History: December 14

December 14

1417 Death: Considered to be the model for Shakespeare's character Falstaff, Sir John Oldcastle, a leader of the Lollards religious sect, is hanged and burned in Britain. (Bradley)

1503 Birth: Michel de Notredame, known as Nostradamus, French physician and astrologer.

1739 Birth: Pierre Samuel du Pont, in France, economist, industrialist.

1798 David Wilkinson of Rhode Island patents the nut and bolt machine, and the screw, too.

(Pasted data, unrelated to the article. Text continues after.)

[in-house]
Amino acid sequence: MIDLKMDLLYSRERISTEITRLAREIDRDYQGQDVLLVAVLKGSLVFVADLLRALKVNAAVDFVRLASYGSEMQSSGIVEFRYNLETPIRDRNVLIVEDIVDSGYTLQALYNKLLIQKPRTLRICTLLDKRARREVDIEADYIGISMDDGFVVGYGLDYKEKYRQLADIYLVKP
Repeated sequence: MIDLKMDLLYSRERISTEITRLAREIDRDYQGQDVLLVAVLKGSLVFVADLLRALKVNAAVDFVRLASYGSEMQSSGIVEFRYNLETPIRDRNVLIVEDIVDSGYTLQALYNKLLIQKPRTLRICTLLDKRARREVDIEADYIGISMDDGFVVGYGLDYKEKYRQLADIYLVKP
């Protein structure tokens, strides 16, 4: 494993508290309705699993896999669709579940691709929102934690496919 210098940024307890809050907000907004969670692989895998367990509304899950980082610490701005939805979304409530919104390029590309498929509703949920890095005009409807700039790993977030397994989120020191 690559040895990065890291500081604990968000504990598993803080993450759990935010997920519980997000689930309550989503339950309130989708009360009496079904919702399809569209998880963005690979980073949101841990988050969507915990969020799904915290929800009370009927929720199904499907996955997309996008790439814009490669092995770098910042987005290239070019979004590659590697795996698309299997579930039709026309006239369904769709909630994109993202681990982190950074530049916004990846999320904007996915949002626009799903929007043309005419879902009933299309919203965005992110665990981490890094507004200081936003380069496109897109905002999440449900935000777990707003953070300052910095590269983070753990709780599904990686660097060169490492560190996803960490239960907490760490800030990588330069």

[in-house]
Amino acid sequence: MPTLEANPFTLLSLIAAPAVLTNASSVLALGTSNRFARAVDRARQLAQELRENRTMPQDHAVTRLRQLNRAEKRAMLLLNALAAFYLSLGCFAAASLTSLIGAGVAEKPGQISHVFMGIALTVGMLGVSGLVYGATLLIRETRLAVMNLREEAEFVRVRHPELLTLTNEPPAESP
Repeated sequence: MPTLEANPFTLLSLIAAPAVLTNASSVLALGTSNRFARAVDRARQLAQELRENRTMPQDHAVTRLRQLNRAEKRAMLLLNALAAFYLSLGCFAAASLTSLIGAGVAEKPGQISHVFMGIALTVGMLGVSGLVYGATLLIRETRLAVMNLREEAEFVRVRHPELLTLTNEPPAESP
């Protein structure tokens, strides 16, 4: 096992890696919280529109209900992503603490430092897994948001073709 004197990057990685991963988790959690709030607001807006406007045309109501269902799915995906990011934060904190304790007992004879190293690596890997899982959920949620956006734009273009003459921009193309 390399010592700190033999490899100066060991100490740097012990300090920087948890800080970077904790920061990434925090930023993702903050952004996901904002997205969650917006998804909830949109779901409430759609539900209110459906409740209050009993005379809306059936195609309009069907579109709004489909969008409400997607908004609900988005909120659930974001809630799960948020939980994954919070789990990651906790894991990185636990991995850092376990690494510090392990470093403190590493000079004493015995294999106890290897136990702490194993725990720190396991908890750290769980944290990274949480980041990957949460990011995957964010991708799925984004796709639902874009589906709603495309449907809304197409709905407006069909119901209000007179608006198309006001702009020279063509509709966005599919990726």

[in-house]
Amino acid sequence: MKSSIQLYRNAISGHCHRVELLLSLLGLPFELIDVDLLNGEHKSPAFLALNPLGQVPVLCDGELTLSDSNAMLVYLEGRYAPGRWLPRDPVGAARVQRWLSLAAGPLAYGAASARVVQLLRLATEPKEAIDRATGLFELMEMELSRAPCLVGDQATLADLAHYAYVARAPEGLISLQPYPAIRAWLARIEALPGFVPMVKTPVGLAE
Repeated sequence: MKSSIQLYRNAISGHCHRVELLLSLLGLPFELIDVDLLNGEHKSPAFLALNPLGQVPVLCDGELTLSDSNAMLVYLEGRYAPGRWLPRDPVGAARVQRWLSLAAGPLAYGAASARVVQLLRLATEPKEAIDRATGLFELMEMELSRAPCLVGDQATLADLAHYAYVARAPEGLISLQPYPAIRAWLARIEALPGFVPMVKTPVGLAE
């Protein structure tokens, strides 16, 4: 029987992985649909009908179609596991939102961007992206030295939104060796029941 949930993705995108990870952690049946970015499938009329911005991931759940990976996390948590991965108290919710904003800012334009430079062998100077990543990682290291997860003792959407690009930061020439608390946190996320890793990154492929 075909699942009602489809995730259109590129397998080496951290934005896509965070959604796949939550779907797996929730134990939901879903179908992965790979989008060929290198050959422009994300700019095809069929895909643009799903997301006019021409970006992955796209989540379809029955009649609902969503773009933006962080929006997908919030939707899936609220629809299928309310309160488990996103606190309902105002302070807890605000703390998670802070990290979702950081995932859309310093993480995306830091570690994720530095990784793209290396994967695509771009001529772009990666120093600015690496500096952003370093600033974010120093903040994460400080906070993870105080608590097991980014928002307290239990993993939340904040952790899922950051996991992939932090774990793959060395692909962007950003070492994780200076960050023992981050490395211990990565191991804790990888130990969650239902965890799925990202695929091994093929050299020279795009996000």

1799 Death: George Washington. "On the morning of the thirteenth, the general was engaged in making some improvements in the front of Mount Vernon. As was usual with him, he carried his own compass, noted his observations, and marked out the ground. The day became rainy, with sleet, and the improver remained so long exposed to the inclemency of the weather as to be considerably wetted before his return to the house. About one o'clock he was seized with chilliness and nausea, but having changed his clothes, he sat down to his indoor work - there being no moment of his time for which he had not provided an appropriate employment. At night on joining his family circle, the general complained of a slight indisposition, and after a single cup of tea, repaired to his library, where he remained writing until between eleven and twelve o'clock. Mrs. Washington retired about the usual family hour, but becoming alarmed at not hearing the accustomed sound of the library door as it closed for the night, and gave signal for rest in the well-regulated mansion, she rose again, and continued sitting up, in much anxiety and suspense. At length the well-known step was heard on the stair, and upon the general's entering his chamber, the lady chided him for staying up so late, knowing him to be unwell, to which Washington made this memorably reply: 'I came so soon as my business was accomplished. You well know that through a long life, it has been my unvaried rule, never to put off till the morrow the duties which should be performed today.' Having first covered the fire with care, the man of mighty labors sought repose; but it came not, as it long had been wont to do, to comfort and restore after the many and earnest occupations of the well-spent day. The night was passed in feverish restlessness and pain...The manly sufferer uttered no complaint, would permit no one to be disturbed in their rest on his account, and it was only at daybreak he would consent that the overseer might be called in, and bleeding resorted to. A vein was opened, but no relief afforded. Couriers were dispatched to Dr. Craik, the family, and Drs. Dick and Brown, the consulting physicians, all of whom came with speed.